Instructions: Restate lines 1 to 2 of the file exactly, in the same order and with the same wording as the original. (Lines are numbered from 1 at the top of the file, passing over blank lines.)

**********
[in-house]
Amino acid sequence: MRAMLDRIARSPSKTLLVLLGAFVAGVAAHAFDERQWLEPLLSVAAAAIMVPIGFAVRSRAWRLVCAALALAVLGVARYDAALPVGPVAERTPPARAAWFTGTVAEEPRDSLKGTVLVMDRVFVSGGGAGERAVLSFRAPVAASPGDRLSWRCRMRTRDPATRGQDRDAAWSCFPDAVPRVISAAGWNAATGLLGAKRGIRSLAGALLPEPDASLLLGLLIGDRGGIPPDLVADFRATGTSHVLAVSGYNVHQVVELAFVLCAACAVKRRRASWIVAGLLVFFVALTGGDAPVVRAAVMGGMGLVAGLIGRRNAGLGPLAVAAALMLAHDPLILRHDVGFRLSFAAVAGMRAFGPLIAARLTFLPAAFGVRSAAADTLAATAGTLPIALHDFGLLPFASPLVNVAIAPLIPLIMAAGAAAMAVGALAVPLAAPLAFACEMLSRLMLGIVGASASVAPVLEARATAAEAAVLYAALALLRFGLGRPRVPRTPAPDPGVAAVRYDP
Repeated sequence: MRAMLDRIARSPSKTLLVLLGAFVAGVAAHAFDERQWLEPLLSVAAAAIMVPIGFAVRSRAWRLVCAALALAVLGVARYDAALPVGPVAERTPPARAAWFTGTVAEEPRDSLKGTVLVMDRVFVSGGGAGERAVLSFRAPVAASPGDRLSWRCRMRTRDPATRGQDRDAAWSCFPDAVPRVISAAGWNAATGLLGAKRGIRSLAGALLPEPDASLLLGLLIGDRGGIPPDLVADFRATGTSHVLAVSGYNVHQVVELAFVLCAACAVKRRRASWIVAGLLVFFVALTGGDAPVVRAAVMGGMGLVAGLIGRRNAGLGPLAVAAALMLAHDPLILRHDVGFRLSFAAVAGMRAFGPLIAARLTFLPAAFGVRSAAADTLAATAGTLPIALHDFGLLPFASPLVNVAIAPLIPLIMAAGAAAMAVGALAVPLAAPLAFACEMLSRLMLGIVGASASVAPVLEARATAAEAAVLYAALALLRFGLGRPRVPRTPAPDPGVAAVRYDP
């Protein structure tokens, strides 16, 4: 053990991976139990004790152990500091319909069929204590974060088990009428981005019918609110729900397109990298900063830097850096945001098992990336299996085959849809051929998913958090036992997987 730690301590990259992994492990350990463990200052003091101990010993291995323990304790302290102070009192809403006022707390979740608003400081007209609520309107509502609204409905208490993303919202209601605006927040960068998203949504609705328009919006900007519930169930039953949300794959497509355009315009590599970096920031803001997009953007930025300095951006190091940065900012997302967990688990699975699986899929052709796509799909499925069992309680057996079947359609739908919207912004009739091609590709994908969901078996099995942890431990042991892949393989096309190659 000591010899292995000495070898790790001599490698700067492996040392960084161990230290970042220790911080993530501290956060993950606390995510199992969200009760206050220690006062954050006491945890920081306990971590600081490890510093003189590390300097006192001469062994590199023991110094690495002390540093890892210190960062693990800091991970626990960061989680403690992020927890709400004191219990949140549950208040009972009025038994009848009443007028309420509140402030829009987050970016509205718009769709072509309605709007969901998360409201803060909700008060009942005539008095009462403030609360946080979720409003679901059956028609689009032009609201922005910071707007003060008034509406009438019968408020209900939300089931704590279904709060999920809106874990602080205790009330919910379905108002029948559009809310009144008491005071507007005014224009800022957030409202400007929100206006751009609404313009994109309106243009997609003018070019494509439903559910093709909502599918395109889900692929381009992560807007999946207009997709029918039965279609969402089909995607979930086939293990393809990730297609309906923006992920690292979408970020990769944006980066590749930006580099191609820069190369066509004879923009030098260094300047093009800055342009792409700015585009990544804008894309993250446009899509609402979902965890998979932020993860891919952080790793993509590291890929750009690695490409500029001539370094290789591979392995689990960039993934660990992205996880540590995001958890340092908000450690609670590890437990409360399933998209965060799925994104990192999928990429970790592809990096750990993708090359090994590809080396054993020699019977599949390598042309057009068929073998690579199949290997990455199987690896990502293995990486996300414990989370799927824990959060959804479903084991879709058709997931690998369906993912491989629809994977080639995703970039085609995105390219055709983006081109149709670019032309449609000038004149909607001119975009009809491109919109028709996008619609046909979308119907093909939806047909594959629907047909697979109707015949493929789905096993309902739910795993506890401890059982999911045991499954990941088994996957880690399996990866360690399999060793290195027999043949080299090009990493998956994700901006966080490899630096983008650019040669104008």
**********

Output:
[in-house]
Amino acid sequence: MRAMLDRIARSPSKTLLVLLGAFVAGVAAHAFDERQWLEPLLSVAAAAIMVPIGFAVRSRAWRLVCAALALAVLGVARYDAALPVGPVAERTPPARAAWFTGTVAEEPRDSLKGTVLVMDRVFVSGGGAGERAVLSFRAPVAASPGDRLSWRCRMRTRDPATRGQDRDAAWSCFPDAVPRVISAAGWNAATGLLGAKRGIRSLAGALLPEPDASLLLGLLIGDRGGIPPDLVADFRATGTSHVLAVSGYNVHQVVELAFVLCAACAVKRRRASWIVAGLLVFFVALTGGDAPVVRAAVMGGMGLVAGLIGRRNAGLGPLAVAAALMLAHDPLILRHDVGFRLSFAAVAGMRAFGPLIAARLTFLPAAFGVRSAAADTLAATAGTLPIALHDFGLLPFASPLVNVAIAPLIPLIMAAGAAAMAVGALAVPLAAPLAFACEMLSRLMLGIVGASASVAPVLEARATAAEAAVLYAALALLRFGLGRPRVPRTPAPDPGVAAVRYDP